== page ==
Our Favorite Training Tools: Resistance Band

You keep asking for it, so here it is! I’m going to do a mini series of our favorite training tools that we use most often with our SwimBox clients. All of these items are used on a daily basis with our clients to help them learn proper technique as well as practice building strength in between lessons. I also use them all myself! First up: our mini resistance bands.

Let me start off by saying that I LOVE these bands. They’re easy to use in so many different ways, are small and can be taken pretty much anywhere, and they’re incredibly reasonably priced. Not to mention, they come in a pack of four different resistance levels so you can level up as you get stronger. We’ve only ever had one client move all the way up to the black band (highest resistance level), but just think of it as a a goal to get to. Or don’t! You definitely don’t need to use the highest level of resistance in order to make using the bands worth while. In fact, using the lower levels are going to be more beneficial in helping you learn proper movements, as you won’t be fighting against the band as much when trying to make sure your movements are correct.

We mostly use these bands to work on the upkick aspect of freestyle kick. Upkick is when you’re kicking upwards towards the surface of the water with the back of your legs/bottom of your feet. This movement is often overlooked - sometimes never even heard of - and is one of the main things that helps keep your legs and hips and the surface of the water. How do you work on this, you ask? Slip one of the resistance bands around your ankles, and practice kicking in a streamline position. With the band on, focus on kicking upward towards the surface. If you lose focus, or put too much power into your downkick, your legs will sink and the band will fall off. This is a great tool to use during your swim practices as it gives feedback without having to have a coach watch your every movement. You’ll want to kick just big enough to feel the resistance of the band, but you don’t want to fight to pull the band apart!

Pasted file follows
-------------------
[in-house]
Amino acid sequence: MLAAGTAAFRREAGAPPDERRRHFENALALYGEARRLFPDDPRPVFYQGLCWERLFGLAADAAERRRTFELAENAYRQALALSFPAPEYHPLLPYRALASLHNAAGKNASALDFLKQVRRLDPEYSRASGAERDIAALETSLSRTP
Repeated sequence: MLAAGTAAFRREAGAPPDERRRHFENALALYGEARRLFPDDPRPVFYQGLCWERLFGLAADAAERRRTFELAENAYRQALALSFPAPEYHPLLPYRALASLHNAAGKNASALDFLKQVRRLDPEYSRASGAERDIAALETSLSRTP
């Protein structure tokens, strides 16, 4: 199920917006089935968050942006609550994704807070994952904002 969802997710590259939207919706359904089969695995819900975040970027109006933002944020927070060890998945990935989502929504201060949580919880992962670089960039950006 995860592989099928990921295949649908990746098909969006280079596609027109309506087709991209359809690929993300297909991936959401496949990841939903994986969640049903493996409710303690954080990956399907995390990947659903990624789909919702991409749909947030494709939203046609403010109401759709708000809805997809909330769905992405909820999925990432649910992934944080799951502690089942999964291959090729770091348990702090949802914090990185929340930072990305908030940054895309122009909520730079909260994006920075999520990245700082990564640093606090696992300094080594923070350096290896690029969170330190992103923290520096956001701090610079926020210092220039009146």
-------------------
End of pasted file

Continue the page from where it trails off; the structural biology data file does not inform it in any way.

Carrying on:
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The other way we use these resistance bands is around the thigh, right above the knee. This might seem like an odd placement, but keep in mind it’s not here to be fought against. Using the band in this way helps you work on keeping your legs from splaying apart during your kick. You might not know it, but most people’s legs splay open during freestyle kick in order to help them balance. If you’re thinking to yourself, “no way, I’m not that person,” think again! This movement is a natural way for your body to move when you’re swimming freestyle and rotating properly as you move through the water. We can’t eliminate this movement altogether, nor do we want to, but we can minimize it to help improve efficiency. Enter, the mighty resistance band! Having the band in place, around the thighs and right above the knee, forces you to make smaller movements and keep your legs closer together during your kick. An added bonus? This also helps you work on kicking from your hips, not your knees.

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